Back in March, in a little-noticed interview on margin enhancement and growth, the retiring CFO and deputy CEO of Leighton Holdings, Dieter Adamsas, had this to say about expansion and growth, especially of new contracts:
"We've been able to garner the people resources to get the company running at about $12 billion in revenue annually, but to take it significantly above that in the short term is a tough challenge unless we bought another company.
"Our balance sheet is robust to the inth degree and we can generate facilities to allow us to take on work way in excess of where we are. The financials aren't the issue; the issue for us is people. That's our only constraint at the moment."
That interview was the corporatefile open briefing on the ASX and came after the company's interim earnings and surprise acquisition of 40% of Queensland property developer, Devine.
But the key point in the interview was the remark about growing above $12 billion in annual revenue without buying "another company".
Well Leighton is there now at annual revenues of at least $12 billion, but probably growing at a rate faster than that figure.
And yesterday there came the news that Leighton had made advances to smaller WA based engineer, Macmahon Holdings Ltd, about developing "a closer relationship", but had been spurned.
Macmahon told the ASX it had rebuffed the offer and then Leighton confirmed to the ASX yesterday morning that it had taken "a small stake" in Macmahon, which the target put at 4.9%.
So, Macmahon's shares rose by around 13c to $1.35 on turnover of more than 42 million shares as punters, hedge funds and other opportunists hopped into what looks like becoming a corporate play: and not at the current price. Most of those were bought by Leighton which now holds around 12 per cent.
Leighton shares rose 52c to $37.42.
With the market a bit rough and uncertainty the story of the day, a nice cash play with the probability of a profitable outcome will do wonders to steady the nerves in quite a few dealing rooms and board suites.
But you'd have to wonder if there's some desperation among the punting shareholders because Leighton made clear it wasn't interested (at the moment, mind you) in making a bid for Macmahon: that would cost more than $700 million, which isn't really much for a company capitalised more than $10.2 billion.
"It is not Leighton Holdings' current intention to make an offer for Macmahon," LEI told the ASX.
Fund managers Hunter Hall, with 11.4% and Acorn Capital of Melbourne (associated with Australian Unity and Goldman Sachs JBWere) with 11.29% will determine if the Leighton approach goes any further. The AMP has 7.4% but has been a seller recently. Oh, drat!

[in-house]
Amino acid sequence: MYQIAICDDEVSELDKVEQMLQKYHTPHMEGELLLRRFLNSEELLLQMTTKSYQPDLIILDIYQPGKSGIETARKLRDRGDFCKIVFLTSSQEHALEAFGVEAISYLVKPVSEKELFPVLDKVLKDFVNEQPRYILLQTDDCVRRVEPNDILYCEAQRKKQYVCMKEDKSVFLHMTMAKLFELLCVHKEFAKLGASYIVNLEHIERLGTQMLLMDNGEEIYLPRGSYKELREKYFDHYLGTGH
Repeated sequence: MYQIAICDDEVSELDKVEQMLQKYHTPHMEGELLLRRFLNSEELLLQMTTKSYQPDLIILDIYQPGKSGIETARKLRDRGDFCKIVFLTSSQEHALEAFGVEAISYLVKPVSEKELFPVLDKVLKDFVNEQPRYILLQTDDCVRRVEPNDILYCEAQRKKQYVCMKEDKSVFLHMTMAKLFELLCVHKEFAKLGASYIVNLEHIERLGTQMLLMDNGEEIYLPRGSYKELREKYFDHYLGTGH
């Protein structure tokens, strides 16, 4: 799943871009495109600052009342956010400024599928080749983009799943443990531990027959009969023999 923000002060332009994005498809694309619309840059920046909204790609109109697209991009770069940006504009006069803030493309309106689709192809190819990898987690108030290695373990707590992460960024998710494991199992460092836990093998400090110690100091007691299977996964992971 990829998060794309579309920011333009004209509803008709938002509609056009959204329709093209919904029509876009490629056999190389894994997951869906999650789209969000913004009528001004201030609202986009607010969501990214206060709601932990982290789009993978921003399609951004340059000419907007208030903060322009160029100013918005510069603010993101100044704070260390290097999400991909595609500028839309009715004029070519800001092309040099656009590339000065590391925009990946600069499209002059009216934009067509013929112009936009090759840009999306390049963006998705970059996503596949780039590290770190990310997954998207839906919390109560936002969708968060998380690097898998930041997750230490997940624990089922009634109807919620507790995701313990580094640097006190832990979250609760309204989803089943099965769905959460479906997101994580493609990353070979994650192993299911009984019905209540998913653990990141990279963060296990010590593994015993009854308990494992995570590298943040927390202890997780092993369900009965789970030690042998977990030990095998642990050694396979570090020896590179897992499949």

Leighton really wants the corporate and management structure to build new streams of business. It bought HWE from the receivers to get mining contracts, staff and managers and has grown the business. Devine is about doing the same in property and it acquired John Holland and Thiess over the years with the same objective in mind.
It is the first big deal for the new chairman, David Mortimer, who took over this month from Geoff Ashton.
"We have also put a proposal to Macmahon regarding the development of a closer relationship through the issue of new capital to Leighton Holdings to accelerate growth and to jointly pursue opportunities in the resources and infrastructure markets, where they make sense for both parties," Leighton said in its statement yesterday.
"The proposal would see Macmahon remain completely independent."
But Macmahon said its directors "have determined not to pursue the proposal any further.
"The Directors are of the view that the proposal is not, on the basis of the indicative terms presented, in the best interests of Macmahon shareholders," Macmahon said in its own statement to the ASX.
Macmahon said the two companies had had discussions in relation to the unsolicited proposal, under which, it said, Leighton sought to acquire a significant stake in Macmahon by way of a share placement.
Macmahon has appointed UBS, with Freehills and Azure Capital, to advise it.
Leighton said it looked forward to "continuing to have a positive relationship with Macmahon …
"It is not Leighton Holdings' current intention to make an offer for Macmahon and we will deal with our shareholding in the ordinary course of business," the company said.
"Leighton Holdings actively manages its investments which includes buying and selling assets on a regular basis."